Like bodies and apples and jeans and egos, diseases of the brain come in all kinds of shape and size. Some are honest, candid. They come out swinging and squawking like a peacock recently feathered; a first-year college student shotting a tequila dry at a city bar while their new friends slap them encouragingly on the back. They are not who they were yesterday, this is known. Not necessarily by them but those around them; it is almost a relief in the grand scheme of changed things. Others are sinister and more discreet, like a boyfriend who spends just enough time cheating on you to make you feel just lonely enough to leave him. All illnesses are cruel but this type is perhaps the cruellest. To have to face that deceitful partner each morning, to watch them slowly break you down like compost, rotting and spoiling, unable to walk away. Continue reading
I went to the supermarket for the first time in four days on Tuesday. When I walked into the kitchen on my return home, having not seen my housemates since we made a group trip to the local bottle shop (I think this was illegal) the night before and then worked through our chosen booze while watching a film, I was immediately met with questions. Not because they are keeping tabs on me (they are) but because the likelihood of one of our chosen shops becoming a Tier 1 site is becoming more apparent every day and no one wants to deal with quarantine.
We will all go through the motions of checking venues of exposure over the next few days. We will message the group chat referencing one housemate’s huge night before lockdown, whether someone was on that particular train line, were you at that bar, did you go to that specific Coles on that specific day? This is our fifth time around. Lockdown has just been extended. We are all so tired but keeping our spirits up for the benefit of each other, so thankful for each other. Continue reading
’So, I’m the queen of reading too much into things!’ I text him at 12.30am, a bit drunk, giddy and full of love after seeing our mutual friends at the pub, ‘but I’m also the queen of walking around the north when things are grim. Please let me know if they are.’ He had messaged me the day before, wondering what I was up to as he was strolling around my suburb. This would be utterly unremarkable to most, but it is funny how attuned you stay to someone if you spent a part of your life loving them.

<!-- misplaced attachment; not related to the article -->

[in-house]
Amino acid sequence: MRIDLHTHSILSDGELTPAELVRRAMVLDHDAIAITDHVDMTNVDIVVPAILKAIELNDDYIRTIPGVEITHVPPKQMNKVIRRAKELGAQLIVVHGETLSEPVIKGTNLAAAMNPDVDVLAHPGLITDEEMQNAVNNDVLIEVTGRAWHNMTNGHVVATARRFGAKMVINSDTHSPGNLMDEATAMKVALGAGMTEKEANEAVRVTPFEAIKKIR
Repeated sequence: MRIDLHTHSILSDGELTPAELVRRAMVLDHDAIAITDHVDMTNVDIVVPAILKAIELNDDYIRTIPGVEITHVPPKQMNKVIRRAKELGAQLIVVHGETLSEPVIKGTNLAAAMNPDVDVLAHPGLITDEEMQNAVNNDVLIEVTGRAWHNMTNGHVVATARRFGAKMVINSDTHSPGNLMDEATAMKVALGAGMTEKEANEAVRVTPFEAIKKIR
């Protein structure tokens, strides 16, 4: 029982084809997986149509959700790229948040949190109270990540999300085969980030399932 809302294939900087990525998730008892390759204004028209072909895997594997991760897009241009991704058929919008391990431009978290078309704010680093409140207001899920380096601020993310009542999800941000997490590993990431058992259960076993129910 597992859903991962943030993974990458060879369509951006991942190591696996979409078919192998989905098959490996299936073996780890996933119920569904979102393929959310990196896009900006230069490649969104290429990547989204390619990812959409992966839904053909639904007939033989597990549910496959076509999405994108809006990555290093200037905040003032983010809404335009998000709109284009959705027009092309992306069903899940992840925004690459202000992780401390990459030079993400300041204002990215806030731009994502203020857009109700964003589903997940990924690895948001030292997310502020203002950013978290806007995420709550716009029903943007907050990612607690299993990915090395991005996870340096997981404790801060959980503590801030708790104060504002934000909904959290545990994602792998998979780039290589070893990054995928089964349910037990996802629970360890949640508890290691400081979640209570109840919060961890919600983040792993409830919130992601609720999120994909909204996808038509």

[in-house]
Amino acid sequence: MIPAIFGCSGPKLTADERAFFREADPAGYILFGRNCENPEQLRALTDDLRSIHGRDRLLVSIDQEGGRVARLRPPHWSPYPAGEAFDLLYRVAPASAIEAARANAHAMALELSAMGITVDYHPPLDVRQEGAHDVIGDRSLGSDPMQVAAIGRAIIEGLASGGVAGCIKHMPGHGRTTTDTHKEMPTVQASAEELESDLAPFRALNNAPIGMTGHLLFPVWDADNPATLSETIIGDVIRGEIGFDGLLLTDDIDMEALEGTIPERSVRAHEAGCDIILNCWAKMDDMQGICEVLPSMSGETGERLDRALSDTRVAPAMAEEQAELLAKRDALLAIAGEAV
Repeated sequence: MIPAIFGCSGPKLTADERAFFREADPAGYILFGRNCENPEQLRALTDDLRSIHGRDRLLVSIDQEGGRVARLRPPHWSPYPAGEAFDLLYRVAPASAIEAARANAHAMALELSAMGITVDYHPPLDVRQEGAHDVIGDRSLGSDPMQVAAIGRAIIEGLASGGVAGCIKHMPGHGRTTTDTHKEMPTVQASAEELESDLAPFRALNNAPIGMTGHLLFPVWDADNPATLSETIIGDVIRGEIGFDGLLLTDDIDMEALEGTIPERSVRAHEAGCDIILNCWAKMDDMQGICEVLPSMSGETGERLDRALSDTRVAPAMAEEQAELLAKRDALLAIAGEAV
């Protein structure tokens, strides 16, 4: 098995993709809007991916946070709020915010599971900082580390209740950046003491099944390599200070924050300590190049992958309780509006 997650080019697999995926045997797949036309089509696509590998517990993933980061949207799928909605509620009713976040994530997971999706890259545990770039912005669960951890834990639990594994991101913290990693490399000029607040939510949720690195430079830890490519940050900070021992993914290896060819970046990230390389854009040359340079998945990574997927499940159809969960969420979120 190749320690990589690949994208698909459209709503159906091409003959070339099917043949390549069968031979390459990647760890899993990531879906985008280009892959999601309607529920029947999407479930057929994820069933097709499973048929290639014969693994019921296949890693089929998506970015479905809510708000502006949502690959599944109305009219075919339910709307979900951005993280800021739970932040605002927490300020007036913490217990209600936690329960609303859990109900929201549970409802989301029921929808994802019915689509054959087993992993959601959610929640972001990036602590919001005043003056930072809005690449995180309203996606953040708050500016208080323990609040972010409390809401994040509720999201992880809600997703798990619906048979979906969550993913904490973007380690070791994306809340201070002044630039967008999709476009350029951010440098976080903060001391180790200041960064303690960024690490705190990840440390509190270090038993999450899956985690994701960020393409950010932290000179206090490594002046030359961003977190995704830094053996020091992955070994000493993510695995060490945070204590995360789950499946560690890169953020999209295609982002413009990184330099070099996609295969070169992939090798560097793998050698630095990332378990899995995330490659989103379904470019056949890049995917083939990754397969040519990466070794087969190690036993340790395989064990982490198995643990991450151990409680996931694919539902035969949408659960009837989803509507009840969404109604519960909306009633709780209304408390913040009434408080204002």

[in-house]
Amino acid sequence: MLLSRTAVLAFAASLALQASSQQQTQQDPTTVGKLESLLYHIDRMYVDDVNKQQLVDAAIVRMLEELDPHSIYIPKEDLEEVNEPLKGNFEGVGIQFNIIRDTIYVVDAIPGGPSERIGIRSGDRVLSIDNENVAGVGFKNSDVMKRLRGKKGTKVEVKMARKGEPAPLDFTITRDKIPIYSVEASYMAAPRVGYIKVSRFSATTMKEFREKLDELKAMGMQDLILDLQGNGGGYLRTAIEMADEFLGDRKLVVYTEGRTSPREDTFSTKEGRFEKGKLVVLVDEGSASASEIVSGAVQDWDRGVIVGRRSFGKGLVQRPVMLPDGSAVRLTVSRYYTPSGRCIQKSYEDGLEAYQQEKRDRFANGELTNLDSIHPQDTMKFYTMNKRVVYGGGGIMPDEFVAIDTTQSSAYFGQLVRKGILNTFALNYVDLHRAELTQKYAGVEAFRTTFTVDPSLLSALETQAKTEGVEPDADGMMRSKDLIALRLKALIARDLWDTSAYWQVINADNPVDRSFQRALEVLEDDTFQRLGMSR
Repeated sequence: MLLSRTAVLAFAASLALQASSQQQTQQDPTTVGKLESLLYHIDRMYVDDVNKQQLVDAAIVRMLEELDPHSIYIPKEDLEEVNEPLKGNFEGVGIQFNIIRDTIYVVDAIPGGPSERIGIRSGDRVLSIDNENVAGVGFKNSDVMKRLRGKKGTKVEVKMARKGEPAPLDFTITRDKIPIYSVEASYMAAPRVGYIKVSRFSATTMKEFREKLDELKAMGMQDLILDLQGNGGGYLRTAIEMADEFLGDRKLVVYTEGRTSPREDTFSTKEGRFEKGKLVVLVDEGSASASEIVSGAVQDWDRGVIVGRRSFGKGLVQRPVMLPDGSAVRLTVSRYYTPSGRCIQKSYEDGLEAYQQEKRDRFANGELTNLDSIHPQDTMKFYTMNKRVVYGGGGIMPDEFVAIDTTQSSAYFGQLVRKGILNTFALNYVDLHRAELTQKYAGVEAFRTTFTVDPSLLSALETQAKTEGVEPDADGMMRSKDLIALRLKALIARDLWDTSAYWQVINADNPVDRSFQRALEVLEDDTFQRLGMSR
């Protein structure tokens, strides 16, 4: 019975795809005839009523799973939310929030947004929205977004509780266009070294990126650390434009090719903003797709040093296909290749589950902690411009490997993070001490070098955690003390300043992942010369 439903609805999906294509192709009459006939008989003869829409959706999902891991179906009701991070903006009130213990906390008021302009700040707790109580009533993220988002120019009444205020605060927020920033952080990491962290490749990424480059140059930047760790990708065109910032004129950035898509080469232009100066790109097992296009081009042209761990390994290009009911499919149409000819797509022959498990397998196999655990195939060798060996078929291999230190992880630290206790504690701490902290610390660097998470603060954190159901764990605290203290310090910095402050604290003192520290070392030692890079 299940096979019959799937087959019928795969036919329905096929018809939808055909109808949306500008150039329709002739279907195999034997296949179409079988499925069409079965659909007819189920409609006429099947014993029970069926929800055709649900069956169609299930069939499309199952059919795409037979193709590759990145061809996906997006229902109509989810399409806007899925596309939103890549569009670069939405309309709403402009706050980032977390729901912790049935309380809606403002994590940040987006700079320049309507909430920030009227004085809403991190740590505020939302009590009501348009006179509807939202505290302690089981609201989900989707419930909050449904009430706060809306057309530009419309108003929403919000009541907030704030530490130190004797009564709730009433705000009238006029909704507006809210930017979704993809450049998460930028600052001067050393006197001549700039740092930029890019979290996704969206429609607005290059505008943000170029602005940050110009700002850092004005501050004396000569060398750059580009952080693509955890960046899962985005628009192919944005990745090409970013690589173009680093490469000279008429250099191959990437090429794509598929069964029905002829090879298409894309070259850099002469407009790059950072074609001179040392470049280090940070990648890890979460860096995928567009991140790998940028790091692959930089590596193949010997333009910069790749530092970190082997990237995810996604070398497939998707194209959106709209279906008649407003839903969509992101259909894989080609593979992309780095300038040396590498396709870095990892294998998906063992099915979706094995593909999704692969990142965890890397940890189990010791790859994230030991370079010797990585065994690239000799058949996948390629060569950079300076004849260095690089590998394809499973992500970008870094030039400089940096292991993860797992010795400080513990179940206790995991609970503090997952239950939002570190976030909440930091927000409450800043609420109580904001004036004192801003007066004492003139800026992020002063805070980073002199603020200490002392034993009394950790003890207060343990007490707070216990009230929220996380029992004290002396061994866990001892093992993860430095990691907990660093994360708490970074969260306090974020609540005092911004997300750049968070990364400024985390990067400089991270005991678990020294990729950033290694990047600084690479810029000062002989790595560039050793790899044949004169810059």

When something happens that hurts or I find difficult to process, from the trivial and seemingly innocuous to gut-wrenching ouches, I walk. When something happens that doesn’t make sense to me, when I am trying to understand something or make a decision or decipher how I feel, I use my two legs to take my body 10 or 15 kilometres away from my front door. Earphones, ciggies (although I am vaping now–this blog might need a rebrand), house keys, two full water bottles (just in case) and a book (you never know), shoved into a messenger bag. Off to retrieve a brain much more orderly than mine, which usually takes five or six hours. Continue reading
I recently found a note on my phone that I wrote while reading Luster by Raven Leilani. It’s dated 30 December 2020 and contains more than fifteen quotes that made my heart absolutely ache at the time. Reading them back, the ache is still very much there, so of course my instinct is to write about it and get disgustingly personal on the internet.
The novel follows Edie, a Black woman in her early twenties who gets involved with a married white man and, later, his wife. Leilani is unflinching in her examination of race and class and the realities of this intersection for an American woman today. The general chaos of Edie’s life, however, is universally relatable; her future is unknown, her choices are messy and, ultimately, she is flawed. Continue reading